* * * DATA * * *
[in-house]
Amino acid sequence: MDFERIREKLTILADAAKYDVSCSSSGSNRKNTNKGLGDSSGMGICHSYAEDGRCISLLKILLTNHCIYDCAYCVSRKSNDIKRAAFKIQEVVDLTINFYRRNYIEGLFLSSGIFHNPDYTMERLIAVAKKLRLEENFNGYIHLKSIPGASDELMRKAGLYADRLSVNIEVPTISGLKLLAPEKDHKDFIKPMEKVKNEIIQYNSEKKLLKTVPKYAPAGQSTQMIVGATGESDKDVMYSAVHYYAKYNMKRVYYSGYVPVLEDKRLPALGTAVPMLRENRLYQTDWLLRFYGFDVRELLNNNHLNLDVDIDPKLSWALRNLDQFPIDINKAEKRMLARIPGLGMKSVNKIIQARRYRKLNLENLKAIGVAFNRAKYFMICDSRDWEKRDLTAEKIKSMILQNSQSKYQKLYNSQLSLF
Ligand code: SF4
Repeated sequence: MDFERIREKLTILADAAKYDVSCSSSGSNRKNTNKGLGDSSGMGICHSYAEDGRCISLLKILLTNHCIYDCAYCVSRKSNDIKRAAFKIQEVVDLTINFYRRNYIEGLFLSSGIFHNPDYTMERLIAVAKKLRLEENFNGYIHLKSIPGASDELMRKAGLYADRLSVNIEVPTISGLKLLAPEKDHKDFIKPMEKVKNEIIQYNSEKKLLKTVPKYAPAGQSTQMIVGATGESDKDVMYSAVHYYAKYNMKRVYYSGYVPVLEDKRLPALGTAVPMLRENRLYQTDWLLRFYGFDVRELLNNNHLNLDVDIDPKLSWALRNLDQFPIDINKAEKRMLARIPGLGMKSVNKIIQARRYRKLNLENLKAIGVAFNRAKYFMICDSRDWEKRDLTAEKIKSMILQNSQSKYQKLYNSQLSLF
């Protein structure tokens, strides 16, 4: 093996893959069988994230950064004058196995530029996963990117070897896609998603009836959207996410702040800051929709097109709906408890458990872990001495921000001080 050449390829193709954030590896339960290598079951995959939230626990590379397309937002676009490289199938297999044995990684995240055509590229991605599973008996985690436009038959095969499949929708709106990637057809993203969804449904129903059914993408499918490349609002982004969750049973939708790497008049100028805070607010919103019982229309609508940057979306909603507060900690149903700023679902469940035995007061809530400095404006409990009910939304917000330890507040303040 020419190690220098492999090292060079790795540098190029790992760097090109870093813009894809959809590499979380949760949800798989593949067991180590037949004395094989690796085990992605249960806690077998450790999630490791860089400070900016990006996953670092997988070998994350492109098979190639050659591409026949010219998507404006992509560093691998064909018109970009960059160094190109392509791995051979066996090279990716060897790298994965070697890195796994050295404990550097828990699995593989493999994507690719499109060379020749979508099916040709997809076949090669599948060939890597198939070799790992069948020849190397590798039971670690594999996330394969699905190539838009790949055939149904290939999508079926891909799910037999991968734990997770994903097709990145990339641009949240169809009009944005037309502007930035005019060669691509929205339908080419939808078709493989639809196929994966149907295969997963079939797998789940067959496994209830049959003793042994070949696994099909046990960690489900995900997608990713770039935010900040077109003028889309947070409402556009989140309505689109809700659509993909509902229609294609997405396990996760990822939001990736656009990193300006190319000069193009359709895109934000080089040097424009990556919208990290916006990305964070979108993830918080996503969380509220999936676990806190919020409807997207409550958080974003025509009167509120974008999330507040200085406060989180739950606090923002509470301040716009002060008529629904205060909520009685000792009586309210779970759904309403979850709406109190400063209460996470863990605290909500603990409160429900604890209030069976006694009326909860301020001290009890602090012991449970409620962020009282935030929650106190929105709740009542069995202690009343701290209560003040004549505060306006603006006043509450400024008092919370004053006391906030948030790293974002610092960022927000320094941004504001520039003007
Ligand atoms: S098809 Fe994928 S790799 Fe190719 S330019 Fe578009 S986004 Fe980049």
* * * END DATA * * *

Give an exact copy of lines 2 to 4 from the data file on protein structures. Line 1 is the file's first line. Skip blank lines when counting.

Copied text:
Amino acid sequence: MDFERIREKLTILADAAKYDVSCSSSGSNRKNTNKGLGDSSGMGICHSYAEDGRCISLLKILLTNHCIYDCAYCVSRKSNDIKRAAFKIQEVVDLTINFYRRNYIEGLFLSSGIFHNPDYTMERLIAVAKKLRLEENFNGYIHLKSIPGASDELMRKAGLYADRLSVNIEVPTISGLKLLAPEKDHKDFIKPMEKVKNEIIQYNSEKKLLKTVPKYAPAGQSTQMIVGATGESDKDVMYSAVHYYAKYNMKRVYYSGYVPVLEDKRLPALGTAVPMLRENRLYQTDWLLRFYGFDVRELLNNNHLNLDVDIDPKLSWALRNLDQFPIDINKAEKRMLARIPGLGMKSVNKIIQARRYRKLNLENLKAIGVAFNRAKYFMICDSRDWEKRDLTAEKIKSMILQNSQSKYQKLYNSQLSLF
Ligand code: SF4
Repeated sequence: MDFERIREKLTILADAAKYDVSCSSSGSNRKNTNKGLGDSSGMGICHSYAEDGRCISLLKILLTNHCIYDCAYCVSRKSNDIKRAAFKIQEVVDLTINFYRRNYIEGLFLSSGIFHNPDYTMERLIAVAKKLRLEENFNGYIHLKSIPGASDELMRKAGLYADRLSVNIEVPTISGLKLLAPEKDHKDFIKPMEKVKNEIIQYNSEKKLLKTVPKYAPAGQSTQMIVGATGESDKDVMYSAVHYYAKYNMKRVYYSGYVPVLEDKRLPALGTAVPMLRENRLYQTDWLLRFYGFDVRELLNNNHLNLDVDIDPKLSWALRNLDQFPIDINKAEKRMLARIPGLGMKSVNKIIQARRYRKLNLENLKAIGVAFNRAKYFMICDSRDWEKRDLTAEKIKSMILQNSQSKYQKLYNSQLSLF